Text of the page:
Pre-War Living Rooms
Photo of a ~20′ x ~30′ pre-war living room with 9′-6″ high ceilings, red oak flooring, and a fireplace (now gas).
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4931 Lindell Blvd., St. Louis MO 63108
Entering the lobby of York House feels more like stepping inside a chic boutique hotel in London or Paris than an apartment building in the Central West End. But thats exactly the kind of experience and aesthetic developers Sam Koplar and Ted Gast set out to create when they transformed the St. Louis landmark building into a modern urban residence. Located on Lindell Boulevard a few doors east of The Chase Park Plaza and Forest Park, York House is an Italian Renaissance-style building designed by Chase Ullman in 1922...Click to read entire story.
IT WAS A VERY GOOD YEAR, 1922. The Chase hotel was created by Chase Ullman to becken travelers to our city. Just next door, Ullman created the Chase Apartments and moved into itts top floor (now known as the York House), located at 4931 Lindell Blvd. These projects, design by Preston Bradshaw, inspired Sam Koplar, a Russian immigrant and entrepreneur. He added the Park Plaza, designed by...Click to read entire story.
On glowing NYC days like this, it's hard to feel anything but absolute admiration for our city -- but don't worry, we've got a healthy dose of envy, right here. We bring you the York House Apartments of St. Louis, MO., a new apartment complex that has features like custom cabinetry, oak floors, and fireplaces in the pre-war living rooms. And, well, it's making us re-evalutate our geographic choices. Okay, so our Ad director may be related to the building's developer, but the perks are undeniable: For $1,500 - $2,400 a month, these people get an average of 1,000 fully equipped square-feet...Click to read entire story.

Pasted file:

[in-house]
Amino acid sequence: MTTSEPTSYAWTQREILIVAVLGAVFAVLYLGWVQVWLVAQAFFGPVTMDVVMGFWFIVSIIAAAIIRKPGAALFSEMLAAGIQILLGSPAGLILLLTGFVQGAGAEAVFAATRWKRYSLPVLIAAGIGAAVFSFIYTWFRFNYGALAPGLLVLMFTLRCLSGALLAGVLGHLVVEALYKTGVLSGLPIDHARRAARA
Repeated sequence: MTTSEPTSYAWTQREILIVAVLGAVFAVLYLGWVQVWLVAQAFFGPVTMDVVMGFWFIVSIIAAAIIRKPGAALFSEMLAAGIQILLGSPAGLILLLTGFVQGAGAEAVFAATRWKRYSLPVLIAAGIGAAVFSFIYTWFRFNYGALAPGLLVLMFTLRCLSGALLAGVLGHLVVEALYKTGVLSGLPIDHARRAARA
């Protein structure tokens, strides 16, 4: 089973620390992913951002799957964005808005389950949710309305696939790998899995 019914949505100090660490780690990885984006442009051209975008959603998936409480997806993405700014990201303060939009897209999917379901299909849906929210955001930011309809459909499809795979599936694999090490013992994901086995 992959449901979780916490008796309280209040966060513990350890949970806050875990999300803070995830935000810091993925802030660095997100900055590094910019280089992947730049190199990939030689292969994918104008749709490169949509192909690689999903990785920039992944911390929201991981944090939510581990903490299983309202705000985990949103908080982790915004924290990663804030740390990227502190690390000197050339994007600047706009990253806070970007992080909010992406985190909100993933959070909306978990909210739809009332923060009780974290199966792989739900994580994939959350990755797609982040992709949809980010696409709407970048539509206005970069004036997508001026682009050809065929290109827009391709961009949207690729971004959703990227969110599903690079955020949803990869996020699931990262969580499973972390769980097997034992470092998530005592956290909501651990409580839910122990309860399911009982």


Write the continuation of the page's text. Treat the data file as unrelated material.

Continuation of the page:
...In St. Louis, the latest development to tap the high-end market is York House, scheduled to open in September at 4931 Lindell Boulevard. Completed in 1922 as the Chase Apartments, the building's $12 million renovation will provide just 33 apartments on eight floors.
Chase Ullman built the structure and lived on the top floor, which developers Sam Koplar and Ted Gast are turning into a penthouse with a rooftop deck...Click to read entire story.
The vacant Chase Apartments building in the Central West End, once home to both residents and the KPLR-TV 11 offices, is being transformed into luxury apartment units.
Koplar and Gast are renovating the 20 existing apartment units into 32 luxury apartments as well as a private penthouse unit.Click to read entire story.
In 2008, a collaboration formed with the goal of providing a unique experience for today's urban resident. Sam Koplar and Ted Gast believe that when you combine first-class apartments with a superior location, you have the perfect place to call home. Which is why they are committed to developing the 1920's building on Lindell Blvd in the Central West End into St. Louis' premiere apartment residences, serving up innovative design and attentive service. Both are acutely aware of the building's location, it's history, and it's potential, as their unique backgrounds merge to re-engineer this iconic building for the next century.